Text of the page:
In our view, the most important responsibility of a management team is to allocate capital appropriately to the benefit of all shareholders. When meeting with management teams, we often spend large portions of these meetings engaging on, debating and frequently challenging their strategic decisions and views on capital allocation. There are also various examples where we have voted against resolutions at the annual general meetings of companies we are invested in. We make a point of communicating our reasons to the company if we are not in support of a particular resolution, and we have seen that this has resulted in management teams taking our suggestions on board and committing to implement certain changes.

A recent example which demonstrates how seriously we take corporate governance, is our engagement with the management and other minority shareholders of Econet over the past few months. While we believe that Econet’s underlying business is very good, we are extremely unhappy about certain proposed transactions, which in our view were going to benefit the founder at the expense of minority shareholders.

In 2017 Econet had a deeply discounted rights issue where the company forced shareholders who wanted to take up their rights to subscribe for debentures. By issuing debentures it was not necessary to increase the company’s share capital – which would have required a 75% vote – and the resolution was passed with a simple majority. The highly unattractive nature of the debentures, however, excluded a number of minority shareholders from participating, given that their underlying investment mandates did not allow holding this type of debt instrument. As a result, Econet Wireless Global (EWG) – the largest shareholder and a company owned by the founder – ended up owning the bulk of these debentures.

In November 2018, Econet announced that it intended to convert all debentures to shares at the same discounted rights issue price. This would effectively amend the 2017 rights issue and place debenture holders in the position they would have been in had they subscribed for shares. This is a material change in the terms of a pure debt instrument that was never meant to be converted into equity. The conversion is extremely attractive for debenture holders and will be very dilutive for equity holders, as it will increase the shares in issue by more than 40%. With EWG owning a disproportionate number of the debentures, the conversion will increase their stake in the company from approximately 43% to around 47%.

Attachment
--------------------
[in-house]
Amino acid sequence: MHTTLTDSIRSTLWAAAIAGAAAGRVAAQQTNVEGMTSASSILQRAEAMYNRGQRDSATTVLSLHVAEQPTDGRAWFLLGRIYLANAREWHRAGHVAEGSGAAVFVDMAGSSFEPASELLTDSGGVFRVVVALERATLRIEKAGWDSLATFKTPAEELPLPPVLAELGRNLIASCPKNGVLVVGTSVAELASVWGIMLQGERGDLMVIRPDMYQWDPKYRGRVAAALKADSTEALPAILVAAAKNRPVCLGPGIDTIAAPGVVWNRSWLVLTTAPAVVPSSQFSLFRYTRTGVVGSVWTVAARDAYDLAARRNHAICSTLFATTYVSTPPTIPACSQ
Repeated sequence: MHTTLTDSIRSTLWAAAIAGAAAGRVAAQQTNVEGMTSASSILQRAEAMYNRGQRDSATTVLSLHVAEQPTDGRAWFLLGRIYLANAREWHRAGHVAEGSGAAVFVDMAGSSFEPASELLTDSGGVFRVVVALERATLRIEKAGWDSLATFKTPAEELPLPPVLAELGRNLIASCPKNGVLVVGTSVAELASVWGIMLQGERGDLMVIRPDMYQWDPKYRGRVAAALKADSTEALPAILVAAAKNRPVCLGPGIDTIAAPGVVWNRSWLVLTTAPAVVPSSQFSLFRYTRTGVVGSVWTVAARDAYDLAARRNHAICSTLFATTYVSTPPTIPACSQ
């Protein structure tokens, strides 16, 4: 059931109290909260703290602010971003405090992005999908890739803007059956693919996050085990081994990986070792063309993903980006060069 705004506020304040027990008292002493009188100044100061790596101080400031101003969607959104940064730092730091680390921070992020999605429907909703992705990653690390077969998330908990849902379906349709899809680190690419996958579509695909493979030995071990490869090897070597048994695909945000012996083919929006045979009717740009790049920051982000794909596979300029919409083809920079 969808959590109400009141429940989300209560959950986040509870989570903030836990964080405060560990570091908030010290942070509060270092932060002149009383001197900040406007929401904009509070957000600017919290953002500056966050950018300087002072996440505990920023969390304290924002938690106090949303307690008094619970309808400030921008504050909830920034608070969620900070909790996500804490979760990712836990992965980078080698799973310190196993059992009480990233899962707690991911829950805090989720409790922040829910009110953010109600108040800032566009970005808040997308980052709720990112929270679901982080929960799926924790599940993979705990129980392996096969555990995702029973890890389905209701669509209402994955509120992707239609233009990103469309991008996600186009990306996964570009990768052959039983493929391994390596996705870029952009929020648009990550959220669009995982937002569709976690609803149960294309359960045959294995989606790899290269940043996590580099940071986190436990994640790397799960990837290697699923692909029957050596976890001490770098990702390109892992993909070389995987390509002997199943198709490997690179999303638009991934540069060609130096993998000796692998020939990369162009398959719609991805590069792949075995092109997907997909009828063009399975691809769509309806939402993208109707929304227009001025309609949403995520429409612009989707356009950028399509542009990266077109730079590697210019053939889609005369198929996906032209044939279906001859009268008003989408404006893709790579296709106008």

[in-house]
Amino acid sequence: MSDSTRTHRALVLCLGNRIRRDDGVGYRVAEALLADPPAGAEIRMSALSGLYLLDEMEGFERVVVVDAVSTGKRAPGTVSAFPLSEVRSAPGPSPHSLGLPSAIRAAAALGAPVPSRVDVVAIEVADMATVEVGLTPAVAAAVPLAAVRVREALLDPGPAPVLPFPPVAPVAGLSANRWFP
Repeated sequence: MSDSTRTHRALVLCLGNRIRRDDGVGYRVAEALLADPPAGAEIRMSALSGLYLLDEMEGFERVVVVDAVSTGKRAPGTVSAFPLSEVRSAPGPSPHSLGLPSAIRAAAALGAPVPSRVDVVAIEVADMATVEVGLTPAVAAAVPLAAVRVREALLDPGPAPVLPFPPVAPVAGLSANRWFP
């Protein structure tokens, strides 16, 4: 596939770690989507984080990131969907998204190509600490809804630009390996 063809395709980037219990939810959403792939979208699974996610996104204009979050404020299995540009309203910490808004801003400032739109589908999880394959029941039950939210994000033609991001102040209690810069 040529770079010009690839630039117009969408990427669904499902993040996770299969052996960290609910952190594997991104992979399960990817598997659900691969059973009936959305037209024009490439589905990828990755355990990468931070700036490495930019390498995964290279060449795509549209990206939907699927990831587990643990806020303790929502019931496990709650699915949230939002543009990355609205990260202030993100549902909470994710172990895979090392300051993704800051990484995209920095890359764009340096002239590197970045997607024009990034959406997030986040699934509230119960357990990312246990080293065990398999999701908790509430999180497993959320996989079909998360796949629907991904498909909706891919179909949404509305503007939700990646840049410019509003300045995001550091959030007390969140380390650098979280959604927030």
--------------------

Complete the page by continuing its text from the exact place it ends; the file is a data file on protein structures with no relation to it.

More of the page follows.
When the proposed conversion was announced, we wrote a letter to the board, made a call to one of the directors and communicated our concerns to the Zimbabwe Stock Exchange. We also had calls with a number of other minority shareholders who shared our concerns. The result was that the company did not gain sufficient support for the debenture conversion; we strongly believe that it was in the best interest of minority shareholders that the conversion did not take place.

Another example during the quarter was the letter we wrote, together with other minority shareholders, to the board of Global Telecom Holding, to share our views on the offer they received for their businesses in Pakistan and Bangladesh. In our view this offer from the largest shareholder significantly undervalued these businesses and the end result was that the transaction did not go through.

Going forward, topics such as governance and capital allocation will remain key in our engagements with the companies whose shares we own on behalf of our clients. We are very excited about the year ahead. The valuations of many high-quality businesses have reduced meaningfully over the past year and they now offer exceptional value. By owning these businesses that trade well below our assessment of intrinsic value, we believe investors will be rewarded over the long term.


Thank you for your support. It is particularly valued in years such as 2018. We do not take your faith in us for granted and continue to work hard to select companies across global frontier markets that trade well below our estimate of their intrinsic value. Over time, we expect that the market will come to realise this and that our investors will be rewarded.


Please refer to the detailed review of our global emerging markets views.

This article is for informational purposes and should not be taken as a recommendation to purchase any individual securities. The companies mentioned herein may currently be held in Coronation managed strategies, however, Coronation closely monitors its positions and may make changes to investment strategies at any time. If a company’s underlying fundamentals or valuation measures change, Coronation will re-evaluate its position and may sell part or all of its position. There is no guarantee that, should market conditions repeat, the abovementioned companies will perform in the same way in the future. There is no guarantee that the opinions expressed herein will be valid beyond the date of this presentation. There can be no assurance that a strategy will continue to hold the same position in companies described herein.